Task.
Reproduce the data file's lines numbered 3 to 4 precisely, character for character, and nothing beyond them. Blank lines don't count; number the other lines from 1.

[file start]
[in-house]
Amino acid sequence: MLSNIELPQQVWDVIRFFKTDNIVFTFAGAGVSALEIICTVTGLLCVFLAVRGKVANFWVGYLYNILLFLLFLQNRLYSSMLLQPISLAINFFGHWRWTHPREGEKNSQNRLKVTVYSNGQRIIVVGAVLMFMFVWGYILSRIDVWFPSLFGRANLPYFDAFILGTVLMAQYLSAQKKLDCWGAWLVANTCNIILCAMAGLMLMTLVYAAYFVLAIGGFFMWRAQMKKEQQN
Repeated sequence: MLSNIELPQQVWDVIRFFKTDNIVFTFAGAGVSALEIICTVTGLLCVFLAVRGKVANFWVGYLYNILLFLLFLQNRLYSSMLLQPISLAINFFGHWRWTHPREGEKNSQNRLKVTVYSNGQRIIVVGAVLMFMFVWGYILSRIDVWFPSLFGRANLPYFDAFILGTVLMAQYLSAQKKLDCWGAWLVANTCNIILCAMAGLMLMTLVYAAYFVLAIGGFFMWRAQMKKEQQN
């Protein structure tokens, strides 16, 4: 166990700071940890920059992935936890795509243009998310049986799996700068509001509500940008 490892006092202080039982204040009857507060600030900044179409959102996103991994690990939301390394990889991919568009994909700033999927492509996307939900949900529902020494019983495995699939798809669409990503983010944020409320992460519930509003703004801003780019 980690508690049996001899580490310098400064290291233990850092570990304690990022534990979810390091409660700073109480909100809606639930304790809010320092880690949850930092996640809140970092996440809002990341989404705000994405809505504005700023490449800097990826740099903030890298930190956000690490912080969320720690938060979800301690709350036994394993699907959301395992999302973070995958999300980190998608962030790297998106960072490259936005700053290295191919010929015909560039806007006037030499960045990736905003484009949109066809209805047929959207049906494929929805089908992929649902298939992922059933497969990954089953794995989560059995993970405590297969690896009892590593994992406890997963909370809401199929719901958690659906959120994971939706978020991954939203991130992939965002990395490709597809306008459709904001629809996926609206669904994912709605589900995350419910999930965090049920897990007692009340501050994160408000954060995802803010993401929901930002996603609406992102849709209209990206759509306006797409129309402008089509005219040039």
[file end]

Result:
Repeated sequence: MLSNIELPQQVWDVIRFFKTDNIVFTFAGAGVSALEIICTVTGLLCVFLAVRGKVANFWVGYLYNILLFLLFLQNRLYSSMLLQPISLAINFFGHWRWTHPREGEKNSQNRLKVTVYSNGQRIIVVGAVLMFMFVWGYILSRIDVWFPSLFGRANLPYFDAFILGTVLMAQYLSAQKKLDCWGAWLVANTCNIILCAMAGLMLMTLVYAAYFVLAIGGFFMWRAQMKKEQQN
């Protein structure tokens, strides 16, 4: 166990700071940890920059992935936890795509243009998310049986799996700068509001509500940008 490892006092202080039982204040009857507060600030900044179409959102996103991994690990939301390394990889991919568009994909700033999927492509996307939900949900529902020494019983495995699939798809669409990503983010944020409320992460519930509003703004801003780019 980690508690049996001899580490310098400064290291233990850092570990304690990022534990979810390091409660700073109480909100809606639930304790809010320092880690949850930092996640809140970092996440809002990341989404705000994405809505504005700023490449800097990826740099903030890298930190956000690490912080969320720690938060979800301690709350036994394993699907959301395992999302973070995958999300980190998608962030790297998106960072490259936005700053290295191919010929015909560039806007006037030499960045990736905003484009949109066809209805047929959207049906494929929805089908992929649902298939992922059933497969990954089953794995989560059995993970405590297969690896009892590593994992406890997963909370809401199929719901958690659906959120994971939706978020991954939203991130992939965002990395490709597809306008459709904001629809996926609206669904994912709605589900995350419910999930965090049920897990007692009340501050994160408000954060995802803010993401929901930002996603609406992102849709209209990206759509306006797409129309402008089509005219040039």